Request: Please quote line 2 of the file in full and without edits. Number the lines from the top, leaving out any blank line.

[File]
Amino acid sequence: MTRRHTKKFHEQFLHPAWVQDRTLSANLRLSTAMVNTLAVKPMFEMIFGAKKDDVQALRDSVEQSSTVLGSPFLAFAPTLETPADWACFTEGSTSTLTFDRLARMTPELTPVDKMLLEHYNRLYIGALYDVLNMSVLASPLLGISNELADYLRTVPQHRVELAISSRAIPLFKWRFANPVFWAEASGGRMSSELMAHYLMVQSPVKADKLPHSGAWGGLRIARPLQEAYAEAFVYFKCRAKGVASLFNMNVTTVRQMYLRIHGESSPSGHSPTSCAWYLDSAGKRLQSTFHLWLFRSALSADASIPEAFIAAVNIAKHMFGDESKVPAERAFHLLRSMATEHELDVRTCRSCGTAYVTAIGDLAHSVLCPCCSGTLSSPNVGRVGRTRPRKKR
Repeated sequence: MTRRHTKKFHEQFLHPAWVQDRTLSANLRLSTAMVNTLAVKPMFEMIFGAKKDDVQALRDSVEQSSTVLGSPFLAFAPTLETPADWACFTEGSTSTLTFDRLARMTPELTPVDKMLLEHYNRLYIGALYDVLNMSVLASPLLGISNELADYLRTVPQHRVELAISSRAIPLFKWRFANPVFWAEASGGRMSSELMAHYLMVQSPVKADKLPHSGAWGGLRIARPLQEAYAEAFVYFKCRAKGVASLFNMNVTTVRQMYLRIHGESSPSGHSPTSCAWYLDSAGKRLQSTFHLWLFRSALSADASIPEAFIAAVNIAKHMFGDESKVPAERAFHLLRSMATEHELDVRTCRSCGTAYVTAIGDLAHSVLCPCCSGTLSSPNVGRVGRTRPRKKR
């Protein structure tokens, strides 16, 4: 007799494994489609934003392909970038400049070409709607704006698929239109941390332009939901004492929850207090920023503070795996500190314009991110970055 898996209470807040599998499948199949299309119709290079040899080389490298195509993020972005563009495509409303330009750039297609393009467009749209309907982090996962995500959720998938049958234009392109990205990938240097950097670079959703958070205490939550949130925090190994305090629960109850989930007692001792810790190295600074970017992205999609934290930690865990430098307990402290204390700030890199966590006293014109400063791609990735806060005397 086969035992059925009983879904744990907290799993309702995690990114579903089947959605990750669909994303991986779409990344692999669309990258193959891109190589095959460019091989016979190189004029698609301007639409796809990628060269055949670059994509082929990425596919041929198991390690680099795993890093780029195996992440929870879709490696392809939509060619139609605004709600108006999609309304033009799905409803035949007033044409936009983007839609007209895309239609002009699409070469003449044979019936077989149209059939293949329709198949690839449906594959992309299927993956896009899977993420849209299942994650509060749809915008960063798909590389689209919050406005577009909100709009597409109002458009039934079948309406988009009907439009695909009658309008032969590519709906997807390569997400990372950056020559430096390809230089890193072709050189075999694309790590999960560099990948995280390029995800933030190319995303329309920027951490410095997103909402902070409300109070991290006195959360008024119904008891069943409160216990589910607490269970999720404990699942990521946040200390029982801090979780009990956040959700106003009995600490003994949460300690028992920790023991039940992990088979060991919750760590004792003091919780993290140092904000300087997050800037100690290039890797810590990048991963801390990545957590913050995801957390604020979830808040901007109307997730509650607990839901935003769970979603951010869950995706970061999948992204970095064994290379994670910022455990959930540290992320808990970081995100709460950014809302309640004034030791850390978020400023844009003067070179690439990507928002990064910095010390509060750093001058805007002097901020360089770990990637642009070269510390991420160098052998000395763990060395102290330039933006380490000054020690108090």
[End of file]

Repeated sequence: MTRRHTKKFHEQFLHPAWVQDRTLSANLRLSTAMVNTLAVKPMFEMIFGAKKDDVQALRDSVEQSSTVLGSPFLAFAPTLETPADWACFTEGSTSTLTFDRLARMTPELTPVDKMLLEHYNRLYIGALYDVLNMSVLASPLLGISNELADYLRTVPQHRVELAISSRAIPLFKWRFANPVFWAEASGGRMSSELMAHYLMVQSPVKADKLPHSGAWGGLRIARPLQEAYAEAFVYFKCRAKGVASLFNMNVTTVRQMYLRIHGESSPSGHSPTSCAWYLDSAGKRLQSTFHLWLFRSALSADASIPEAFIAAVNIAKHMFGDESKVPAERAFHLLRSMATEHELDVRTCRSCGTAYVTAIGDLAHSVLCPCCSGTLSSPNVGRVGRTRPRKKR